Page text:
It is well established that the frontal lobes enable humans to think symbolically, creatively, imaginatively, to plan for the future, to consider the consequences of certain acts, to formulate secondary goals, and to keep one goal in mind even while engaging in other tasks, so that one may remember and act on those goals at a later time (Joseph 1986, 1990b, 1996, 1999c). Selective attention, planning skills, and the ability to marshal one’s intellectual resources so as to to anticipate the future rather than living in the past, are capacities clearly associated with the frontal lobes.
The frontal lobes are associated with the evolution of “free will” (Joseph 1986, 1996, 1999c, 2011b) and the Cro-Magnon were the first species on this planet to exercise that free will, shattering the bonds of environmental/genetic determinism by doing what had never been done before: After they emerged upon the scene over 35,000 years ago, they created and fashioned tools, weapons, clothing, jewelry, pottery, and musical instruments that had never before been seen. They created underground Cathedrals of artistry and light, adorned with magnificent multi-colored paintings ranging from abstract impressionism to the surreal and equal to that of any modern master (Breuil, 1952; Leroi-Gourhan 1964, 1982). And they used their skills to carve the likeness of their female gods.
FIGURE: Paleolithic Goddess
Thirty five thousand years ago, Cro-Magnon were painting animals not only on walls but on ceilings, utilizing rich yellows, reds, and browns in their paintings and employing the actual shape of the cave walls so as to conform with and give life-like dimensions, including the illusion of movement to the creature they were depicting (Breuil, 1952; Leroi-Gourhan 1964, 1982). Many of their engraving on bones and stones also show a complete mastery of geometric awareness and they often used the natural contours of the cave walls, including protuberances, to create a 3-dimensional effect (Breuil, 1952; Leroi-Gourhan 1964, 1982).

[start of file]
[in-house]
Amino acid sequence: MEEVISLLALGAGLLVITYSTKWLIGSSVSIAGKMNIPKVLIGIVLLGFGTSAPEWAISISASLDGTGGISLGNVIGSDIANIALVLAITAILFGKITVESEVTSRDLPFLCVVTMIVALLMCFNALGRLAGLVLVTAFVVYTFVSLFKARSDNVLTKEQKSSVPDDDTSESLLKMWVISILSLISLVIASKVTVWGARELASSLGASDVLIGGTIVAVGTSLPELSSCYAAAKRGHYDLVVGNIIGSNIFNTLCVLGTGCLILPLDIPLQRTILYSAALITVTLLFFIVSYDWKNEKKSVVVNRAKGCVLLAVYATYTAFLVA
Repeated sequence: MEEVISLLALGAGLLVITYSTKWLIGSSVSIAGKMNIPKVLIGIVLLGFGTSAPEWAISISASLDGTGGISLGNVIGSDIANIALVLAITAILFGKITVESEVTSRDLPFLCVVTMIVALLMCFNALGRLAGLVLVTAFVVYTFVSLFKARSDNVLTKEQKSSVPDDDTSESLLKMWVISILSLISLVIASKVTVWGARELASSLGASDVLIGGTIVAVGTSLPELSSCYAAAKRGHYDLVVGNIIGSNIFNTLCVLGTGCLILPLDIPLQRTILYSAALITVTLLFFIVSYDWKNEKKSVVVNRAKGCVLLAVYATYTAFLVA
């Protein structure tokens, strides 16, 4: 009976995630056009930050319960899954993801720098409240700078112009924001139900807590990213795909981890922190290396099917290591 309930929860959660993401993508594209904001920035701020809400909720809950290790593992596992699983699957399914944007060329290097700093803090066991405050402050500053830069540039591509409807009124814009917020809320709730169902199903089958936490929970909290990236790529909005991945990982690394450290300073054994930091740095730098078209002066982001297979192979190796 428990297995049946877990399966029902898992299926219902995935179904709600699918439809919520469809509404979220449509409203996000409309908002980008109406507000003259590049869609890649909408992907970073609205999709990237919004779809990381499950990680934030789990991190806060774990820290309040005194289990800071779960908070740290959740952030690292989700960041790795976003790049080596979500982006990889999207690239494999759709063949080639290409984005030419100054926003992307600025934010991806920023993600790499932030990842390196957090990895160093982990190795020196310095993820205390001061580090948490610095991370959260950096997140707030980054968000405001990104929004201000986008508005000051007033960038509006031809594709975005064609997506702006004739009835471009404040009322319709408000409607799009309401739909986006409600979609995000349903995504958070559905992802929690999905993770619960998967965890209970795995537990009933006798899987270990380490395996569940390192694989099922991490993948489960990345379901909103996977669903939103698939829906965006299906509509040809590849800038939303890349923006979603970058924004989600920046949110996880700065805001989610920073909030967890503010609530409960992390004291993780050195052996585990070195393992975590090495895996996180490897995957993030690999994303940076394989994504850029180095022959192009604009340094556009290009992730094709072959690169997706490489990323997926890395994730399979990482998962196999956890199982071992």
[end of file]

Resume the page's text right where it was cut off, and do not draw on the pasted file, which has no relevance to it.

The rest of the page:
With the evolution of the Cro-Magnon people, the frontal lobes mushroomed in size and there followed an explosion in creative thought and technological innovation. The Cro-Magnon were intellectual giants. They were accomplished artists, musicians, craftsmen, sorcerers, and extremely talented hunters, fishermen, and highly efficient gatherers and herbalists. And they were the first to contemplate the heavens and the cosmos which they symbolized in art.
FIGURE: The cosmic clock and some of the constellation symbolized by bulls in the Lascaux Cave in Dordogne? There is a group of dots on the back of the bull to the far right (Taurus) which may represent the Pleiades (the seven sisters).
2. GODDESS OF THE MOON
Among the ancients, the Sun and the Moon were of particular importance and the Cro-Magnon observed the relationship between woman and the lunar cycle. Consider, the pregnant goddess, the Venus of Laussel, who holds the crescent moon in her hand (though others say it is a bison’s horn). Although the length of a Cro-Magnon woman’s menstrual cycle is unknown, it can be assumed that like modern woman she menstruated once every 28 to 29 days, which corresponds to a lunar month 29 days long, and which averages out to 13 menstrual cycles in a solar year. And not just menstruation, but pregnancy is linked to the phases of the moon.
3. THE FOUR CORNERS OF THE SOLAR CLOCK.
When the Cro-Magnon turned their eyes to the heavens, seeking to peer beyond the mystery that separated this world from the next, they observed the sun. With a brain one third larger than modern humans, and given their tremendous power of observation, it can be predicted these ancient people would have associated the movement of the sun with the changing seasons which effected the behavior of animals, the growth of plants, and the climate and weather; all of which are directly associated with cyclic alterations in the position of the sun and the length of a single day over the course of a solar year which is equal to 13 moons.